November wheat futures appear to have touched a 5-month low on the 23rd August at £136.55 and in the successive 10 trading days have struggled to rise to about £142/t and are currently trading at £140/t; similar trading patterns can be seen in French wheat and maize.
November wheat futures had retained a €10/t discount to the Matif during August, but in the first week of September the differential had fallen to €6/t which means that we are close to price-parity, inhibiting exports. The UK more-or-less ran out of wheat in July, having exported 1.4mt (and imported 1.9mt). It is believed that in the UK supply and demand balance sheet that we carried in only 1.6mt of old crop (about 1mt less than last year) and produced about 14.8mt of wheat for this year 2017-2018 (14.3mt last year). Thus early prognosis for this year is that the UK should be relatively self-sufficient for both feed and milling wheat. Quality is variable from farm to farm, so that multiple niche products are unsuitable for exporters who would rather have a binary market (feed or flour) rather than this disparate market. Some flourmillers appear to be better at handling lower Hagbergs than others, so there is a range of milling premiums in the range of £20-28/t. In the main, UK milling wheat will mainly be used by domestic millers, with less than a 0.5mt exportable surplus. UK farmers are busy dealing with wet wheat (some still harvesting), waiting for quality analyses and are about to start cultivating and drilling fields ready for next year’s crop; very few are interested in selling.
The Black Sea has an earlier harvest than France, so the former are busy mopping up all the export tenders. France seems to have taken the decision to wait until the Black Sea is exhausted before it starts to export, rather than compete head-to- head and so drive prices down. However the Black Sea has a larger harvest than is usual, so France may be waiting a while – but this may be a good strategy because the UK is not really in a position to compete this year. EU exports are some 50% behind last year’s figures, so that may explain why wheat prices have fallen so far.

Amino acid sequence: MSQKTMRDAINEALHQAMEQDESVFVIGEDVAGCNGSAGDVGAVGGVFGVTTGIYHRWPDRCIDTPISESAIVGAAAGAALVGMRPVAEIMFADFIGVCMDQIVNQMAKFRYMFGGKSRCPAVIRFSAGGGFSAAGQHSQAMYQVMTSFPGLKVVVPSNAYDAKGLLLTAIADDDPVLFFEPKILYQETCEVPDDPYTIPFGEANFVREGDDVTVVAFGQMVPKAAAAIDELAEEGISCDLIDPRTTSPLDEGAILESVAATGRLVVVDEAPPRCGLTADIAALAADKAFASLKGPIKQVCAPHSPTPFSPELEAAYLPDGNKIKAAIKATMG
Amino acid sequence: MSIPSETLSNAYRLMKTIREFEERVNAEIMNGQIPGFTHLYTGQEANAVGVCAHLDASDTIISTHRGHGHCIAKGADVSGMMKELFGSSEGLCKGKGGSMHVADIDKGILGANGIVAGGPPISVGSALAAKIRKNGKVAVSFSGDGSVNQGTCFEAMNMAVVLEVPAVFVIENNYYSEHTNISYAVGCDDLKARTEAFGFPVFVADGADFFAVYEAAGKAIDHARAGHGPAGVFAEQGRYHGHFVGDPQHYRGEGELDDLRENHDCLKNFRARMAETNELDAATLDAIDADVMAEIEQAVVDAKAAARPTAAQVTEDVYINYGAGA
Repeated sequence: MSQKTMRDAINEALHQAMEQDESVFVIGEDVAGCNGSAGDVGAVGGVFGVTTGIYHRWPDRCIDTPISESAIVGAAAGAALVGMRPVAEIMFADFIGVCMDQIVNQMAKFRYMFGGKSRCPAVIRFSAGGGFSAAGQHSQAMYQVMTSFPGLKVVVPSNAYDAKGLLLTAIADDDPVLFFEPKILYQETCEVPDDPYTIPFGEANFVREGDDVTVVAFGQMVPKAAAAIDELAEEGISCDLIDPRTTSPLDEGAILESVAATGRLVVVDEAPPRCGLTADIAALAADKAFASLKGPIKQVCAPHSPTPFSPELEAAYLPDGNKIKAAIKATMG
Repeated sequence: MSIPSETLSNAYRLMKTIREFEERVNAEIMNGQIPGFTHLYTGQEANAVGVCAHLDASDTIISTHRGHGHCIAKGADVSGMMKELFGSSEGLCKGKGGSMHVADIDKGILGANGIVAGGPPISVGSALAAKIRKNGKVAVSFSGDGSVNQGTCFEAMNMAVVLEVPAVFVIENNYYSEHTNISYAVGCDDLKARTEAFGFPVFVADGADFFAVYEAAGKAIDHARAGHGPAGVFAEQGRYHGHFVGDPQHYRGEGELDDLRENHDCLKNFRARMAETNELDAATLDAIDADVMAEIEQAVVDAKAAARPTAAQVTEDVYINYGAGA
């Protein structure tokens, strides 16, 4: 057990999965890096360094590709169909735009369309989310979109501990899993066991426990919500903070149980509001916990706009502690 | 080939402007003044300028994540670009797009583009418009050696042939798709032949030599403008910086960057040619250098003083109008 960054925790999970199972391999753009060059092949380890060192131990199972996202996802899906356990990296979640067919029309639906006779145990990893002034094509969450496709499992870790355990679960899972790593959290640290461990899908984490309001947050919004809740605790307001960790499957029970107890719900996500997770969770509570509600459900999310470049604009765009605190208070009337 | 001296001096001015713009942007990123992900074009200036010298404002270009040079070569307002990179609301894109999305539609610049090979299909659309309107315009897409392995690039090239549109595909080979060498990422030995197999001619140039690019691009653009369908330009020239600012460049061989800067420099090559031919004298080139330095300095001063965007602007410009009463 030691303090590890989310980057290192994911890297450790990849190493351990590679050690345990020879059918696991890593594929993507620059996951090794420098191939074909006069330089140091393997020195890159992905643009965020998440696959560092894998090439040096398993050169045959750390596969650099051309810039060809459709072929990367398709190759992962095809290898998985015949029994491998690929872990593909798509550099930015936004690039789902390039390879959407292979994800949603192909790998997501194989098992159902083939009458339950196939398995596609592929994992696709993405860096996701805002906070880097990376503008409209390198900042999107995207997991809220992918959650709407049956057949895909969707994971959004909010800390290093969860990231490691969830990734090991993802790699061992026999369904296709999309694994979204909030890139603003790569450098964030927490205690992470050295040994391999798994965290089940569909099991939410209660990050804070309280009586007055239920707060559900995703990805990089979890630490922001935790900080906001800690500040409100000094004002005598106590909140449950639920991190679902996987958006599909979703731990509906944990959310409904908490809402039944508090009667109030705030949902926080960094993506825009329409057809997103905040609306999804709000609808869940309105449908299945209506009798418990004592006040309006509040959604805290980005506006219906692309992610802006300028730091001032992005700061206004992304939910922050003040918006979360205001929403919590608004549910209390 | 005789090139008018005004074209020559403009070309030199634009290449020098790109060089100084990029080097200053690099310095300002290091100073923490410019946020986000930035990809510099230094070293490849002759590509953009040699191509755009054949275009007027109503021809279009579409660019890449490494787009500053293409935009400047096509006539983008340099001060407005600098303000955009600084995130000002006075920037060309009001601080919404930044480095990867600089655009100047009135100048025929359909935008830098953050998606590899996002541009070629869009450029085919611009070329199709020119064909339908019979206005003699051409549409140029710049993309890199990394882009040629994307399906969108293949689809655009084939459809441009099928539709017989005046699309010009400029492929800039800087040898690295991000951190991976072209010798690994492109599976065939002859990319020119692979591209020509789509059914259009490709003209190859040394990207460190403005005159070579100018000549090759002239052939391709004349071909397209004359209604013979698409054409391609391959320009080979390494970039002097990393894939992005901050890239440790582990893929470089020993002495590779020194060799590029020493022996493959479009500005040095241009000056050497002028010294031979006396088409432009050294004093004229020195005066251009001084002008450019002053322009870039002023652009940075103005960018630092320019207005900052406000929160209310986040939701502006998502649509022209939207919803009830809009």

For some unknown reason, China fell out with Vietnam some weeks ago, resulting in China banning pork imports from its southern neighbour. To feed the pigs, Vietnam imports about 4mt soya from Argentina, and at the time of the ban, some 600,000t was afloat en-route to Vietnam. Luckily for all concerned the relationship is thawing, but Argentinean soya premiums (compared to CBOT) hit a low before recovering rapidly.
Argentina was able to win its application to regain access to the EU biodiesel market, so soya oil prices lifted and meal prices relaxed a little. China imported more soya (mainly from the US and Brazil) in August (8.45mt) than the same month in any previous year. China is believed to have imported 85mt to date since October 2016, with a figure of about 92mt expected for the year (ending September 17) which will be yet another record year (see AHDB graph). GM soya is about £290 delivered to the mill.
Sasha Trubetskoy is a student of statistics at Chicago University and a self-confessed geography nerd who makes maps for a hobby. His map of the main roads and cities of the entire Roman Empire is in the style of Harry Beck’s 1933 London Tube map. See the map here.